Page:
Stress fractures are tiny cracks in bones often caused by overuse or osteoporosis. Learn how to prevent and treat them.
Stress fractures are tiny cracks in a bone. They're caused by repetitive force, often from overuse — such as repeatedly jumping up and down or running long distances. Stress fractures can also develop from normal use of a bone that's weakened by a condition such as osteoporosis.
Stress fractures are most common in the weight-bearing bones of the lower leg and foot. Track and field athletes and military recruits who carry heavy packs over long distances are at highest risk, but anyone can sustain a stress fracture. If you start a new exercise program, for example, you might develop stress fractures if you do too much too soon.
Stress fractures are tiny cracks in a bone — most commonly, in the weight-bearing bones of the lower leg and foot.
At first, you might barely notice the pain associated with a stress fracture, but it tends to worsen with time. The tenderness usually starts at a specific spot and decreases during rest. You might have swelling around the painful area.
Contact your doctor if your pain becomes severe or if you feel pain even when resting or at night.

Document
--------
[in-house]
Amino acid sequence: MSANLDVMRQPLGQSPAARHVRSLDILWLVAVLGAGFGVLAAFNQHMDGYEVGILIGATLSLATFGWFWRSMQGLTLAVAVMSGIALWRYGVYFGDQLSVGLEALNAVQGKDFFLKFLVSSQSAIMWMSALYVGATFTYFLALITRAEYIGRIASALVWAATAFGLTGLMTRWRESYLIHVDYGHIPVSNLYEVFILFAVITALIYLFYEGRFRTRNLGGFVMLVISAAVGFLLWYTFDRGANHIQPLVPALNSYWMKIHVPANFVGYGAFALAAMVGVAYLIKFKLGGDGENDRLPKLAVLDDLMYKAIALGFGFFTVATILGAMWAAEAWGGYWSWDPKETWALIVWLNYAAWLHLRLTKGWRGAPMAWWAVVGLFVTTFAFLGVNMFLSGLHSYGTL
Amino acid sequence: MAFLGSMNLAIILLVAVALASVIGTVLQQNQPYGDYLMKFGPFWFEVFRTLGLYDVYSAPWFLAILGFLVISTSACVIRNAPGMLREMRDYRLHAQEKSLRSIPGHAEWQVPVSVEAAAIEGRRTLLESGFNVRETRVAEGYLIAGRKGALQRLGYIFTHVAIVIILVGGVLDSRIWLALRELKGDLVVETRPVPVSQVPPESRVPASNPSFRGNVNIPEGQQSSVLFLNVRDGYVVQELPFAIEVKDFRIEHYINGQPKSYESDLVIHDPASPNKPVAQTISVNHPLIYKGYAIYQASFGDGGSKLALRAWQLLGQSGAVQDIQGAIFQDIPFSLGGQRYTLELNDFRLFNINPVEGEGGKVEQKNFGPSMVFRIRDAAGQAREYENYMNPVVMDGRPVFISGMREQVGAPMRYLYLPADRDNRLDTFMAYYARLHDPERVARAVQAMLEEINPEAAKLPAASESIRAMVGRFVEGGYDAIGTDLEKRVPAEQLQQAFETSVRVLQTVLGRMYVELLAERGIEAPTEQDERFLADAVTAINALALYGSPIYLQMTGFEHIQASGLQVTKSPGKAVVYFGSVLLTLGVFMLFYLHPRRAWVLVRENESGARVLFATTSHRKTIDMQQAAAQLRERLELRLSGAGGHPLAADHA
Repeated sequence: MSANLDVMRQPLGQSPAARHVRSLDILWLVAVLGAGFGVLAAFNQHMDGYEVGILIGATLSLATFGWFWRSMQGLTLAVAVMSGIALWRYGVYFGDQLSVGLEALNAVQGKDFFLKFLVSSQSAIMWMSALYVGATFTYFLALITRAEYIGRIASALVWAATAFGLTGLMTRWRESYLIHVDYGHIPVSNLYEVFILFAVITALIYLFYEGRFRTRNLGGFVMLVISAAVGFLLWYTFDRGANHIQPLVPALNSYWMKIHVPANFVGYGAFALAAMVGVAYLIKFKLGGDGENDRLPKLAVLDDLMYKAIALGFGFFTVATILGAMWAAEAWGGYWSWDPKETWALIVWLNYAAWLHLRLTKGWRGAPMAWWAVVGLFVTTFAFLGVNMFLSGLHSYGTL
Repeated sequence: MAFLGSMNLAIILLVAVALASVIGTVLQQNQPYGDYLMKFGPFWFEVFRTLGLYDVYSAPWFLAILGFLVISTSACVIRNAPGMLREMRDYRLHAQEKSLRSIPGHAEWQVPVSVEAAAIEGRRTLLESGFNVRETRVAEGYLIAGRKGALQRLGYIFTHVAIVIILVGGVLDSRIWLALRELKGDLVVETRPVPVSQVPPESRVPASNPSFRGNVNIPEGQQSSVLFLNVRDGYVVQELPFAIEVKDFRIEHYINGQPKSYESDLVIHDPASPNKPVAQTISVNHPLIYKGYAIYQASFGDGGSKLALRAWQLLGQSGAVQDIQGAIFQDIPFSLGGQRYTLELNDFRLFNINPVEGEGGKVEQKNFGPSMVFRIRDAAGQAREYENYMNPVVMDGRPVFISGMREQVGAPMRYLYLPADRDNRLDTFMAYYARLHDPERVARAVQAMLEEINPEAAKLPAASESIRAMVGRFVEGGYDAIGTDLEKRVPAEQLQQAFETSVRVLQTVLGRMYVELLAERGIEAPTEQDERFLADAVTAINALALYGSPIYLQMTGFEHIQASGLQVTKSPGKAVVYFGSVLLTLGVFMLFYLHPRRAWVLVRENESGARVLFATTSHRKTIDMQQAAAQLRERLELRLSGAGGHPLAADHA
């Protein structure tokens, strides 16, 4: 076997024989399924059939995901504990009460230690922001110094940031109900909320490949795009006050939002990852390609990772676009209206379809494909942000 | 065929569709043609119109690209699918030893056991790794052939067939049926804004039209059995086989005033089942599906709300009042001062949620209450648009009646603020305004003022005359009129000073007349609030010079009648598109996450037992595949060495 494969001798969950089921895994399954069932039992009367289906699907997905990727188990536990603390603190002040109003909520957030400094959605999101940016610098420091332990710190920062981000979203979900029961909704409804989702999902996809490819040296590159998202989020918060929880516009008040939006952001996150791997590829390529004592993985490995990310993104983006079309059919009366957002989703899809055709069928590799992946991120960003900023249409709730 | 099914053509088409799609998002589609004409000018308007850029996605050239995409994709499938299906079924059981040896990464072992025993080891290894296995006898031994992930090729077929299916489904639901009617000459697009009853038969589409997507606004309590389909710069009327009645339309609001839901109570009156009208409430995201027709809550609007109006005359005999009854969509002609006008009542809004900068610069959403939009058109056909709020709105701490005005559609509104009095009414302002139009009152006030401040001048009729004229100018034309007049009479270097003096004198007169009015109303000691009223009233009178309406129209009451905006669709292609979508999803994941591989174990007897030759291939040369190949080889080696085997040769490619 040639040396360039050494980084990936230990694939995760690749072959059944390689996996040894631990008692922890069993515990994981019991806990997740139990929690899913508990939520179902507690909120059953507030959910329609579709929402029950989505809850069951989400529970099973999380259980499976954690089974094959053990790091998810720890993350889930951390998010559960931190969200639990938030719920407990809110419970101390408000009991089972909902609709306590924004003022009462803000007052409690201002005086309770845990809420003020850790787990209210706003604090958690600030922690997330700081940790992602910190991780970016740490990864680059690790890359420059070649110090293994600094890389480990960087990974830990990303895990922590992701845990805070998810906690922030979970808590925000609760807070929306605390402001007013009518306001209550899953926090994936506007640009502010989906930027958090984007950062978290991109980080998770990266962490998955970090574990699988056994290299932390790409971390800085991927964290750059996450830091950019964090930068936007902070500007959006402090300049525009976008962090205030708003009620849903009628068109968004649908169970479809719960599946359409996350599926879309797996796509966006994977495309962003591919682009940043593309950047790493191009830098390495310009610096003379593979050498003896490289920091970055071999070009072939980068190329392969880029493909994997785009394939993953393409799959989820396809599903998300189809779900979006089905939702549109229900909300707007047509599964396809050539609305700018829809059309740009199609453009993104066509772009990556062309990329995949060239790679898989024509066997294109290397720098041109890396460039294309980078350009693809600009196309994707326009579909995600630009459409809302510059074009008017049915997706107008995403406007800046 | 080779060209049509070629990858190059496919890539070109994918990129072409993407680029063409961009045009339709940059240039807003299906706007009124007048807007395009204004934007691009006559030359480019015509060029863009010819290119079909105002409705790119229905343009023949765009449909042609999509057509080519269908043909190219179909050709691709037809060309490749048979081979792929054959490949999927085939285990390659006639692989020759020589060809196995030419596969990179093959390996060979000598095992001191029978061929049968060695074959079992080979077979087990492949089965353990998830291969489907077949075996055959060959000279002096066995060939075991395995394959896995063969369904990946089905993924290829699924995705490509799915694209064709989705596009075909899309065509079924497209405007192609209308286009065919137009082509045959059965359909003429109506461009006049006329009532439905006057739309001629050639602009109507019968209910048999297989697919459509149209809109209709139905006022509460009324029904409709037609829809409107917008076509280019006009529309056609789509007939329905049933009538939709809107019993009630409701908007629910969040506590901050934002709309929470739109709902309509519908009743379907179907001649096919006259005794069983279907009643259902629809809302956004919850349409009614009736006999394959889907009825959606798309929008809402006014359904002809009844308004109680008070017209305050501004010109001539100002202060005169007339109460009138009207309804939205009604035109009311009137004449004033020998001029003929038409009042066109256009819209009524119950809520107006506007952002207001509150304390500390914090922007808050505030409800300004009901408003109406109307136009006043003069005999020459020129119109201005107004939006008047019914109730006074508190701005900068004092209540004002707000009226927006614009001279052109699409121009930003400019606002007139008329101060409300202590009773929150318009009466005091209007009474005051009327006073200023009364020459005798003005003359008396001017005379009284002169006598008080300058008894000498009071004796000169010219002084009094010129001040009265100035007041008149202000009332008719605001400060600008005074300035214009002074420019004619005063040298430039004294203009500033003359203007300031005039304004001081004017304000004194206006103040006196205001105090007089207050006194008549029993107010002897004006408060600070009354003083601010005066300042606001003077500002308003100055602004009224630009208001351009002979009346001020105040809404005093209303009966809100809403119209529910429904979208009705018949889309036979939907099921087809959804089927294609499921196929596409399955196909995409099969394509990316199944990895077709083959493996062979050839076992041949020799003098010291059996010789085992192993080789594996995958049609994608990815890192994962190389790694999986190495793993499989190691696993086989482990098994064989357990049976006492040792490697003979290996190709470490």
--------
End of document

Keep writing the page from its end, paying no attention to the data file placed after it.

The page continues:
Stress fractures often result from increasing the amount or intensity of an activity too quickly.
Bone adapts gradually to increased loads through remodeling, a normal process that speeds up when the load on the bone increases. During remodeling, bone tissue is destroyed (resorption), then rebuilt.
Bones subjected to unaccustomed force without enough time for recovery resorb cells faster than your body can replace them, which makes you more susceptible to stress fractures.
Factors that can increase your risk of stress fractures include:
Some stress fractures don't heal properly, which can cause chronic problems. If underlying causes are not taken care of, you may be at higher risk of additional stress fractures.
Simple steps can help you prevent stress fractures.
Doctors can sometimes diagnose a stress fracture from a medical history and a physical exam, but imaging tests are often needed.
To reduce the bone's weight-bearing load until healing occurs, you might need to wear a walking boot or brace or use crutches.
Although unusual, surgery is sometimes necessary to ensure complete healing of some types of stress fractures, especially those that occur in areas with a poor blood supply. Surgery also might be an option to help healing in elite athletes who want to return to their sport more quickly or laborers whose work involves the stress fracture site.
It's important to give the bone time to heal. This may take several months or even longer. In the meantime:
You're likely to start by seeing your primary care provider. If you are a competitive athlete, you might go directly to a doctor who specializes in musculoskeletal problems.
Before the appointment, make a list of:
Take a family member or friend along, if possible, to help you remember the information you're given.
For stress fractures, basic questions to ask your doctor include:
Don't hesitate to ask other questions.